In mildly interesting other news, we have sold Growtopia to Ubisoft! Yeah, that's kind of a big deal. Seth and I will still be working on it for a while, helping them learn how to run the game and what the secrets of our awesomeness are. I'm really looking forward to this... freedom and free time to create the things I want to make again, instead of being chained to Growtopia 24/7. My life has been very different for the last four years, and while I have had an outlet for creativity - the updates I've been doing for Growtopia are often as complex as entire games - I haven't been free to just do what I want, it's all been inside the framework of that game. So I am really looking forward to that freedom, especially just inside my head. My brain will be set free by not being tied to those little block-headed creatures all day. It's been very draining. And there's so much more to it than simply making the updates. Nobody who isn't involved in the process can understand what it takes out of you to be facing the onslaught of millions of players, all wanting their personal issue fixed (or sometimes just want to shout profanities at me), every day. Our tech support staff are truly amazing for fighting that tide.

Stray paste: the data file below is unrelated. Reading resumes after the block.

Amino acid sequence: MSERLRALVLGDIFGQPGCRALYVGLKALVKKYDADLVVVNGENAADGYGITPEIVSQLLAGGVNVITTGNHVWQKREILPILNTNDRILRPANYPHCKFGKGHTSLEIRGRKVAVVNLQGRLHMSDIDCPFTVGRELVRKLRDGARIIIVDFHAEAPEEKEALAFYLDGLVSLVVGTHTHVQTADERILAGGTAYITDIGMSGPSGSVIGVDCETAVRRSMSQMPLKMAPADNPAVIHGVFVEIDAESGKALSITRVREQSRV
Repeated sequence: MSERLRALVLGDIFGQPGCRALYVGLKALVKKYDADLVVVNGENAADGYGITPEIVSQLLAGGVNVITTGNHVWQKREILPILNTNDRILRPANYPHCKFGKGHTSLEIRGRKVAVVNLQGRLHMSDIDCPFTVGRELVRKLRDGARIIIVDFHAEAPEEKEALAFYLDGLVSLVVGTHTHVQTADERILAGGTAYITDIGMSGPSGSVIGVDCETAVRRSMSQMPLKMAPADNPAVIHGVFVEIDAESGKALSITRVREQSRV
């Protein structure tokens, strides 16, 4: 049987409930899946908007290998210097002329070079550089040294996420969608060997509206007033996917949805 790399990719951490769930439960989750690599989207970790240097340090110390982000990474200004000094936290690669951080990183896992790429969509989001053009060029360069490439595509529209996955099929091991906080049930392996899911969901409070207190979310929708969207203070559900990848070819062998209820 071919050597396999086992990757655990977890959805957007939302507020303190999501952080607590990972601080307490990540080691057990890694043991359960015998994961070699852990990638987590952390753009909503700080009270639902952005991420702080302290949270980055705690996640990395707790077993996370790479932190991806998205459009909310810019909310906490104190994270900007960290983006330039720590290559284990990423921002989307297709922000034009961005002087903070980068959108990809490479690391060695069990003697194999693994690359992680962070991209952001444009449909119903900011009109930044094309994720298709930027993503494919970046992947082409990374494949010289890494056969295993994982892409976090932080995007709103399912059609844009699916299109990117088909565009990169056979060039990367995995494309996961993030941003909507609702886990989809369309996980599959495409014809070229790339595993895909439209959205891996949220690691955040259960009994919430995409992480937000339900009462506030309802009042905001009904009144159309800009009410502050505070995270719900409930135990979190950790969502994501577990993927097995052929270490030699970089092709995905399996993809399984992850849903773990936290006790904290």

So once everything is handled, and I can step back out of the limelight, I am going to take a BREAK. I've said I was going to take a year off, but those in the know have said I wouldn't be able to handle that. I don't really know what the future holds, I'm just glad to be free to find out. It's gonna be a break whether I take a break or not. Yay!
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I BEAT BLOODBORNE!04:12 PM -- Sat December 3, 2016

That's an all-caps title! So this is a Hamumu Revumu. Bloodborne is a truly amazing game. It's by From Software, the infamous Dark Souls guys, and this is every bit a Dark Souls game except in a different universe. And that's part of what's so great - it's an infinitely better universe! While the lore/story/world of Dark Souls is all knights in heavy armor (even the weird mutant bosses are generally either dragons or giant knights in armor) and other boring medieval stuff, the world of Bloodborne is this amazing gothic steampunk Lovecraftian insanity. I can't remember the last time I was so deeply invested in a game's looks. Just wandering this realistic (well, hyper-real? All kinds of impossibly vast architecture going on) run-down 1800's city is a treat. The artwork is incredible. The views of cathedrals and spires, the gloomy atmosphere, every part of the style is just perfectly tuned to my brainwaves.